The efficacy of applying biocontrol agents, chemical fungicide and nematicide as protective treatments against the soilborne parasites, Fusarium spp. (Fusaria) and citrus nematode Tylenchulus semipenetrans Cobb was evaluated. The experiment took place under field conditions in a citrus orchard cultivated with 16-year-old sweet orange (Citrus sinensis L.) osbech cv. Valencia trees grafted on sour orange (C. aurantium L.) rootstock during the growing season November 2006/ October 2007. This orchard is located at Bader district, Behera governorate, Egypt. The populations of soil fauna and flora under trees canopy were examined just before treatment, and 1, 3, 6, 9 and 12 months after the treatment application. A visual inspection for the appearance of symptoms related to Fusarium or nematode infection on treated and untreated citrus trees was carried out periodically every two weeks throughout the experimental period.
Plant growth regulators (PGRs) are a tool used to manipulate vegetative and reproductive growth, flowering, and fruit growth and development. PGRs have been successfully used in agriculture for decades to amend plant growth characteristics and maximize yield and thus grower profit. Foliar-applied PGRs are routinely used in various fruit crops for flower and fruit thinning, improving fruit set, growth and development, controlling vegetative growth, and reducing fruit drop. Citrus is no exception to the use of PGRs, which can provide significant economic advantages to citrus growers when used appropriately.
According to the Florida state legislature, PGRs are defined “as any substance or mixture of substances intended, through physiological action, for accelerating or retarding the rate of growth or maturation or for otherwise altering the behavior of ornamental or crop plants or the produce thereof, but not including substances intended as plant nutrients, trace elements, nutritional chemicals, plant inoculants, or soil amendments.”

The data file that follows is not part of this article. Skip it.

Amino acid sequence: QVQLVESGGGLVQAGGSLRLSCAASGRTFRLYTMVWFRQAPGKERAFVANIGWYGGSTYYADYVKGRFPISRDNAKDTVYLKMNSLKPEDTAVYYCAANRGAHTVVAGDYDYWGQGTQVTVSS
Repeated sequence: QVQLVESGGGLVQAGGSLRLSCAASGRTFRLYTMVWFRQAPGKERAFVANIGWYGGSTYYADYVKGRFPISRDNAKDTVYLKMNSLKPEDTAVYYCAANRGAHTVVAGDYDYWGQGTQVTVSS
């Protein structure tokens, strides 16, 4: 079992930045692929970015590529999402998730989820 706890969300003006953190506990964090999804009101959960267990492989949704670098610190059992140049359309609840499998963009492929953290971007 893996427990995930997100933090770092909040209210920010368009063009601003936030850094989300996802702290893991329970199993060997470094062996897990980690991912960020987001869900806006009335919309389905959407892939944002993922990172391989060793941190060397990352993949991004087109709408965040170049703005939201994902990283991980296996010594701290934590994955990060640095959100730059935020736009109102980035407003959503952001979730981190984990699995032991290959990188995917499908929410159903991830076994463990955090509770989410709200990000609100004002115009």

The organic citrus market is in full swing. Besides the superpower in this market, Spain, importers are now finding their way only too well to countries such as Greece, Italy, and South Africa.
“We specifically chose Italy for the import of our organic citrus,” says Martin Pietersma from Agrofair. This company, based in Barendrecht, the Netherlands, imports, among other products, organic blood oranges from Sicily. “There are, naturally, other countries besides Italy where this product is available, such as Greece and, of course, Spain.”
Recent reports show that orange yield and fruit quality is on the decline in Kenya’s coastal lowlands hence need for an efficient and sustainable production system. A field study was conducted in Vitengeni, Ganda and Matuga locations within the coastal lowland of Kenya from May 2012 to April 2015 to evaluate the effect of three legume cover crops on orange fruit weight and brix. The treatments included mucuna (Mucuna pruriens), dolichos (Lablab purpureus), cowpea (Vigna unguiculata) cover crops and fallow of natural vegetation as the control.